This is a four-part online series on financial statement basics adapted from a Credit and Finance feature in the July-August 2022 issue of Produce Blueprints. To read the entire issue online, click here.
According to the U.S. Bureau of Labor Statistics, about 20 percent of small businesses fail in their first year, 33 percent by the second, 55 percent by the fifth, and roughly 65 percent by year 10.
Given 99 percent of businesses in the United States are classified as small (less than 500 employees) by the U.S. Small Business Administration, these numbers are daunting.
When it comes to why these businesses fail, Entrepreneur.com says 82 percent is due to financial mismanagement. So, managing money—such as keeping a close eye on cash flow and monitoring financial reports—is something every business owner should strive to do.
Many of the new produce and transportation businesses Blue Book lists have a limited number of personnel and often do not have a financial person on staff, such as a bookkeeper or controller.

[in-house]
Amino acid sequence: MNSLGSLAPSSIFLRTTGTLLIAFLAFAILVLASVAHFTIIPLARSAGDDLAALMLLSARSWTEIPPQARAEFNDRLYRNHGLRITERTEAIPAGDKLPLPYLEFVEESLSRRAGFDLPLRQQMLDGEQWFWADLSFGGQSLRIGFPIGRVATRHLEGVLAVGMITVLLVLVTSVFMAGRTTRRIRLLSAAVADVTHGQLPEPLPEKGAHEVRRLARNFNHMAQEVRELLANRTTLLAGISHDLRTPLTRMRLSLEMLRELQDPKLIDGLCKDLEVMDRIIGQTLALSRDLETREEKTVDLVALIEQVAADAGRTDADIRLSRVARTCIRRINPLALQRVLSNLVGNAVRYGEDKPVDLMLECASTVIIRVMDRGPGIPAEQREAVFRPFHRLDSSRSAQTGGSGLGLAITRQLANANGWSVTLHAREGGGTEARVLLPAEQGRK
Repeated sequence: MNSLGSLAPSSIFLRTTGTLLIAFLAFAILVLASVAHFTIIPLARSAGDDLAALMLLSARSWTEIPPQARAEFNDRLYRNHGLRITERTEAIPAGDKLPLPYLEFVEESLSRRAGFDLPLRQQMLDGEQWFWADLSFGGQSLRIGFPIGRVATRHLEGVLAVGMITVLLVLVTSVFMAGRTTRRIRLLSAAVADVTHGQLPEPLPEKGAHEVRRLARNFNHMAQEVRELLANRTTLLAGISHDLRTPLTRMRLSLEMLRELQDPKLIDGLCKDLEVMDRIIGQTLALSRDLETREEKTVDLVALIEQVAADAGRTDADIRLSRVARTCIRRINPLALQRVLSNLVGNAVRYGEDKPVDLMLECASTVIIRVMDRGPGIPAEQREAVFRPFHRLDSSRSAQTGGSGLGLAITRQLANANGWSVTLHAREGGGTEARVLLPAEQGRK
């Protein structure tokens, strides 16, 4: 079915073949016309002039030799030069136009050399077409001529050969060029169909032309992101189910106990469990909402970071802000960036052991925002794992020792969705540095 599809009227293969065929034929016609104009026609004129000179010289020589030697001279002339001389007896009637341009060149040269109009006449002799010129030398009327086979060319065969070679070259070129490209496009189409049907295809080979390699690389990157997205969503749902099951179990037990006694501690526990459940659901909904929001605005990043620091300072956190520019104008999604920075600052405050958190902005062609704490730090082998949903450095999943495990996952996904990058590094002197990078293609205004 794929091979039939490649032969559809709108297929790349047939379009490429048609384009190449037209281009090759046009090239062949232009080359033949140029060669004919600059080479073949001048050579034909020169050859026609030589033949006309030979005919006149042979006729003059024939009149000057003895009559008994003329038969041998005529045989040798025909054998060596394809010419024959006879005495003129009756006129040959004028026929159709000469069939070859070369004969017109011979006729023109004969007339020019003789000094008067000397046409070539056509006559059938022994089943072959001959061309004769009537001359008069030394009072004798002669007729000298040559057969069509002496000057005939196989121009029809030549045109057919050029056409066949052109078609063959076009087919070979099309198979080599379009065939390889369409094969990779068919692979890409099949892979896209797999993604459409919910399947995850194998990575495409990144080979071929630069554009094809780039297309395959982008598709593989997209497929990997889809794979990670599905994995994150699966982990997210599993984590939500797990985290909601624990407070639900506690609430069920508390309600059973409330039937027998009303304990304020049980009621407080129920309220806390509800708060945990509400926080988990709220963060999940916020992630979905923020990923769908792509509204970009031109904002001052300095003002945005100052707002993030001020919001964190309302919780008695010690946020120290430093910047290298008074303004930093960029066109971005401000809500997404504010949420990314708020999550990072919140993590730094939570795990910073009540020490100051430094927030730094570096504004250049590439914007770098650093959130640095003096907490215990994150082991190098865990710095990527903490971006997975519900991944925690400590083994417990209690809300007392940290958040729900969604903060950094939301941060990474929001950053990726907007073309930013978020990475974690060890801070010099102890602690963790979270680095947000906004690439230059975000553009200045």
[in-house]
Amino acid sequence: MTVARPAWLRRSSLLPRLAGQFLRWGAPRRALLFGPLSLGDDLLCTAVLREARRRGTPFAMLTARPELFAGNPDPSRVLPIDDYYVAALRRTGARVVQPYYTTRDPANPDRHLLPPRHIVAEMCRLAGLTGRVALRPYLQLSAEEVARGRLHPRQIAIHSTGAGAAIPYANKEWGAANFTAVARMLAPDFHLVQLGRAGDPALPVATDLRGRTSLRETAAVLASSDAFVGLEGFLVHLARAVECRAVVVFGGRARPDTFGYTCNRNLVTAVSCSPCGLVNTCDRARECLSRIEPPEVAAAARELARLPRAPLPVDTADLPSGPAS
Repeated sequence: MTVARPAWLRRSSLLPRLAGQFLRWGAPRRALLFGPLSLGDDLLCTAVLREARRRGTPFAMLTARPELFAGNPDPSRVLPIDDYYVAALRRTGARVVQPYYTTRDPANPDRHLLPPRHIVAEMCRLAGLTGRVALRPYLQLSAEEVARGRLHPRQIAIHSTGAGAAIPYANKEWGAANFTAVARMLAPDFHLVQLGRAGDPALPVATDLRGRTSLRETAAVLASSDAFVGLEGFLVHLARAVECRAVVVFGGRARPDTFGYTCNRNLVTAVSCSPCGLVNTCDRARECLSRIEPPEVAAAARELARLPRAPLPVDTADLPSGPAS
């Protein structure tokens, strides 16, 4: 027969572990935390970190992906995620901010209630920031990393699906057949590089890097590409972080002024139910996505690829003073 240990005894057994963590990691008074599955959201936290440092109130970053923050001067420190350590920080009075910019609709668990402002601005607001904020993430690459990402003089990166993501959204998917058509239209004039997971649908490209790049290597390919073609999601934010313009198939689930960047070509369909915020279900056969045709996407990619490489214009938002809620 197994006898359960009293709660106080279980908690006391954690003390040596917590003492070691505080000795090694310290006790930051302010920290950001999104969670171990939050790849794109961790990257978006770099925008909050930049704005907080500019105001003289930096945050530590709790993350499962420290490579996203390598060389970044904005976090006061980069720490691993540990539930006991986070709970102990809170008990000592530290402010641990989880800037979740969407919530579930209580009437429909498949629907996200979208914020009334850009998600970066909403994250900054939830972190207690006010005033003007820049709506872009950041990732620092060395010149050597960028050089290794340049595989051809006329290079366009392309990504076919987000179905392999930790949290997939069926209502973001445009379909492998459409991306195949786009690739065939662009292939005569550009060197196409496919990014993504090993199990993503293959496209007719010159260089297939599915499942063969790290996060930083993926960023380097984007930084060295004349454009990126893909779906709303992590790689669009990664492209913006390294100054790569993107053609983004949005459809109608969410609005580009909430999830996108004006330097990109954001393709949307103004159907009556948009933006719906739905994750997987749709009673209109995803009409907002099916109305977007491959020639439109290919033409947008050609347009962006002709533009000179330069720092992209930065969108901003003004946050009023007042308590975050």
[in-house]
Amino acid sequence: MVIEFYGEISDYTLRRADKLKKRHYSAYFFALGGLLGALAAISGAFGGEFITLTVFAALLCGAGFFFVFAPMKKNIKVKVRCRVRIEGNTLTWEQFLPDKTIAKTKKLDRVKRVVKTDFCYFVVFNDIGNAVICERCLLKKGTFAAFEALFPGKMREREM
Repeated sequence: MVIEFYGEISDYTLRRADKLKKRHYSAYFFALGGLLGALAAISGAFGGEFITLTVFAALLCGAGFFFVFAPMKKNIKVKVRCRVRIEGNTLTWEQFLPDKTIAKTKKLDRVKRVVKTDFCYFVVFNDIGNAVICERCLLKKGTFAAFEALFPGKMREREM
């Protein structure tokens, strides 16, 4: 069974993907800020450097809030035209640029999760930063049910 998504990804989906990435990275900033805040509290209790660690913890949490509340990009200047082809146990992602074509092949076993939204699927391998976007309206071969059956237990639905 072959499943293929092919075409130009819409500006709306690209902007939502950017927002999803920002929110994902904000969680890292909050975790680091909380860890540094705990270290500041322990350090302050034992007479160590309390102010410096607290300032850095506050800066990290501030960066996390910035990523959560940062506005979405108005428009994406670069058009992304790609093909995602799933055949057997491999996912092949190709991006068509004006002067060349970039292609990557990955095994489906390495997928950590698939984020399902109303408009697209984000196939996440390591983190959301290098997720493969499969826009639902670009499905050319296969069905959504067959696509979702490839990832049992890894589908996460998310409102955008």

In some instances, when we ask for financial statements for rating purposes, we generally get the following: first, a long pause; then, “What’s that?” or “You need my bank statements?”
Years back, I had a conversation with a prominent produce business owner who, in addition to running several other companies, was also an investor in a startup.
His role as a silent partner was to help capitalize and manage financial performance, while the operating partner would be the face of the company and handle all sales.
For context, the operating partner had stumbled in a previous business venture, so we asked the investor, “Why get involved?”
The answer: “The operating partner has a tremendous capacity to sell but is not yet proficient in how to run a business, which includes managing the finances.”
The investor was sure that, over time, the operating partner would pick up the necessary financial understanding of how to run the company, and balance the sales and financial sides of the business.
Research shows the success of a small business ultimately won’t depend on how well its products and/or services sell, but whether owners or leaders understand its finances, and this means reading and understanding financial statements.
The numbers tell owners and managers what to sell, to whom, and when. Sure, there is a balance, but not understanding a company’s financial position is a little like driving a car in the dark without headlights.
Our target audience for this series is anyone with a relatively new business or startup who may have limited or no financial expertise.